twice the diameter of a pencil lead. The decreasing axial
tilt favors an ice age.
- We reach aphelion in July. That favors cool summers,
hence an ice age.
- The shape of the earth's orbit favors an interglacial.
The earth's axial tilt reached a maximum about 9,000 years ago
and was increasing for 20,000 years before that. The increasing
tilt would have favored hotter summers, hence ice retreat. Just
like sunlight reaches maximum in June, but summer is hottest in
August, there's a time lag.
The mystery. The roughly 100,000 year period of ice ages
corresponds most closely to a 100,000 year cycle in the shape of
the earth's orbit. Yet the variation in sunlight between January
(perihelion) and July (aphelion) is trivial compared to the
seasonal variations due to the tilt of the earth's axis, and the
changes in distance from the sun are tinier yet. Nobody has yet
figured out how the shape of the earth's orbit translates into
What Causes Ice Ages?
Within Earth (Endogenic)
- Carbonate-Silicate Cycle
- Volcanic Eruptions - Sudden output of CO2 (warming)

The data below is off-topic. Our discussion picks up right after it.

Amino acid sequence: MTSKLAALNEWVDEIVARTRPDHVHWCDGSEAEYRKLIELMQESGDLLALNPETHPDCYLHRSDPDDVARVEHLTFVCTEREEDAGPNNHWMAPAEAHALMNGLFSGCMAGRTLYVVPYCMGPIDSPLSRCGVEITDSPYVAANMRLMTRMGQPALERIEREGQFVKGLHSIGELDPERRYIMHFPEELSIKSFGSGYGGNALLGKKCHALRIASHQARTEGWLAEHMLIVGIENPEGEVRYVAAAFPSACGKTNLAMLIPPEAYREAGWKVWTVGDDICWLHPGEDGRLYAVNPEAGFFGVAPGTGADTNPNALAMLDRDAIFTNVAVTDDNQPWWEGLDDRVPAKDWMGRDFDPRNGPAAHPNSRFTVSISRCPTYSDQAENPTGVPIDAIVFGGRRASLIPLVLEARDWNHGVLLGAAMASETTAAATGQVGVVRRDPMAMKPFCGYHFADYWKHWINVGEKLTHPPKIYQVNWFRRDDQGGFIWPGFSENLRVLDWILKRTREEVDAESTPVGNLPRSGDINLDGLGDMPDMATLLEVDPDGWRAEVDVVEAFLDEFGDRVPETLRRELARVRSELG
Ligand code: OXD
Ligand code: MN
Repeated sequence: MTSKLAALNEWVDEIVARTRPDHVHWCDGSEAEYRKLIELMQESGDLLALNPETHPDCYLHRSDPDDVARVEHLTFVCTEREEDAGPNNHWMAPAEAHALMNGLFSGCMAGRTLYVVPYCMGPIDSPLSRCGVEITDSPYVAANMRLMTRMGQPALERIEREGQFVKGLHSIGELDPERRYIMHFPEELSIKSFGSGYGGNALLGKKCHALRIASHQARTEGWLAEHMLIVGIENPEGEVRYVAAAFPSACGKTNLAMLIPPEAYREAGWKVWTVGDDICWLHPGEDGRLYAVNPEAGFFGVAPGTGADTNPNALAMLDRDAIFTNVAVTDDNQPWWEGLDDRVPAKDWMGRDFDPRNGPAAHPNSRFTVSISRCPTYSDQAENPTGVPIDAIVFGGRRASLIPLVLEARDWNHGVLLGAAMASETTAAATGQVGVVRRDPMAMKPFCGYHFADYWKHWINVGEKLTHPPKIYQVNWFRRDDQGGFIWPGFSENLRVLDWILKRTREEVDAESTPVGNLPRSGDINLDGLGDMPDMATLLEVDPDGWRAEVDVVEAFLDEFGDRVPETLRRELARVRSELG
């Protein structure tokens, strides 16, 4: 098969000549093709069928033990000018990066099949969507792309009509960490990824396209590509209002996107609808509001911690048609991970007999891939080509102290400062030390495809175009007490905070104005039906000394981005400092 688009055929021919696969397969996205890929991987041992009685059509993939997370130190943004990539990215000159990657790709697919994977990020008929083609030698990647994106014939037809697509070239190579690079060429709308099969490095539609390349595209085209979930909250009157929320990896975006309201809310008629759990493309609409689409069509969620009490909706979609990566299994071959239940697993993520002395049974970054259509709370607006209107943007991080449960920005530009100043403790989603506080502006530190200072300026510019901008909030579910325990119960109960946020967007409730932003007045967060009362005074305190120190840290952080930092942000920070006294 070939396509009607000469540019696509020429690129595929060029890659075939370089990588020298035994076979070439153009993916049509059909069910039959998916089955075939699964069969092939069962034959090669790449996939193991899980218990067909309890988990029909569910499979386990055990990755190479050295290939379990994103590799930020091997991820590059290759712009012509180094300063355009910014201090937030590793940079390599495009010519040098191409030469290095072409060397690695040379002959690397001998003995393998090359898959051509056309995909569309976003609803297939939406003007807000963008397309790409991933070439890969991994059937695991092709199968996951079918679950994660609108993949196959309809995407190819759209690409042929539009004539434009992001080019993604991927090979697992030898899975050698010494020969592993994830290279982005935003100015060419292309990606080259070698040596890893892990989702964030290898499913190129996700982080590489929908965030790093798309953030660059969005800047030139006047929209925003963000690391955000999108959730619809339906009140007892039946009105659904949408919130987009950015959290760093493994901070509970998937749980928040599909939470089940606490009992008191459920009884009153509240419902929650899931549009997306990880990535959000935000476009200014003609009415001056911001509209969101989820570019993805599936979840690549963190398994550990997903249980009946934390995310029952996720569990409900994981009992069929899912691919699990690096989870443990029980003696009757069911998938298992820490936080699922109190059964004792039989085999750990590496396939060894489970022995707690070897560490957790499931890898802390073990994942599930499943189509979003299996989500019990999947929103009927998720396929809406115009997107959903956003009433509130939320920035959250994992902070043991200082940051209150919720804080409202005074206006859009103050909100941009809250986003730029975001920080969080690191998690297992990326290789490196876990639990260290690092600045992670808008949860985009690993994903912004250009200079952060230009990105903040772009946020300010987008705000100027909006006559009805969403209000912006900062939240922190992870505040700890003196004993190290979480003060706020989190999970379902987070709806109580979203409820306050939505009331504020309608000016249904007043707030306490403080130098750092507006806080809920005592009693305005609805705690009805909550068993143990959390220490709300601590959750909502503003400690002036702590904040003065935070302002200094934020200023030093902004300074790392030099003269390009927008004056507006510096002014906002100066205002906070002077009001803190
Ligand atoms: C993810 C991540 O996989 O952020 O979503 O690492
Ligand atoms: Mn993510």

or particulates (cooling)
- Mountain Building - Changes in atmospheric circulation
- Continent-Ocean configuration
Outside Earth (Exogenic)
- Changes in Sun (faint early sun)
- Variations in Earth Orbit (Milankovitch Cycles)
Don't Really Know
Are We Headed For Another Ice Age?
- Heating & Cooling in Historic Times
- Smoke, Haze, CO2 May Alter Climate
Don't Really Know
Global warming due to fossil fuels may be catastrophic in many
ways, but will probably not much affect these longer-term cycles.
We will have run out of fossil fuels long before the duration of
a typical interglacial.
- " Little Ice Age" 500-700 years BP (1300-1500
- Medithermal 2500 BP
- Altithermal 5000 BP
Last dwarf mammoths die out - Wrangel Island, Siberia
- Cochrane Advance 8000 BP - Northern Ontario. Last major
Late Pleistocene in the Midwest
- Valders-great Lake Advances 11000 BP
- Two Creeks Retreat 12000 BP
- Woodfordian Advance
- Mankato (Minn.) 14000 BP
- Cary (Wis.)
- Farmdalian Retreat 28000 BP
- Altonian Advance(s) 67000 BP
Man in The Great Lakes
- European Contact 1700-present
- Early Historic Tribes 1600-1750
- Winnebago, Menominee, Sauk, Fox, Huron, Chippewa,
- Woodland 800-1600
- Hopewell 100 BC-800 AD
- Large Mounds
- Transcontinental Trade
- Early Woodland Mound Builders 500-100 BC
- Burial Mounds
- Some Copper
- Old Copper Culture 5000-1000 BC
- Hammered Copper Artifacts
- Boreal Archaic 5000-100 BC
- Ground Axes
- " Bannerstones"
- Paleo-indians 7000-5000 BC
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Created 20 January 1997; Last Update November 2, 1999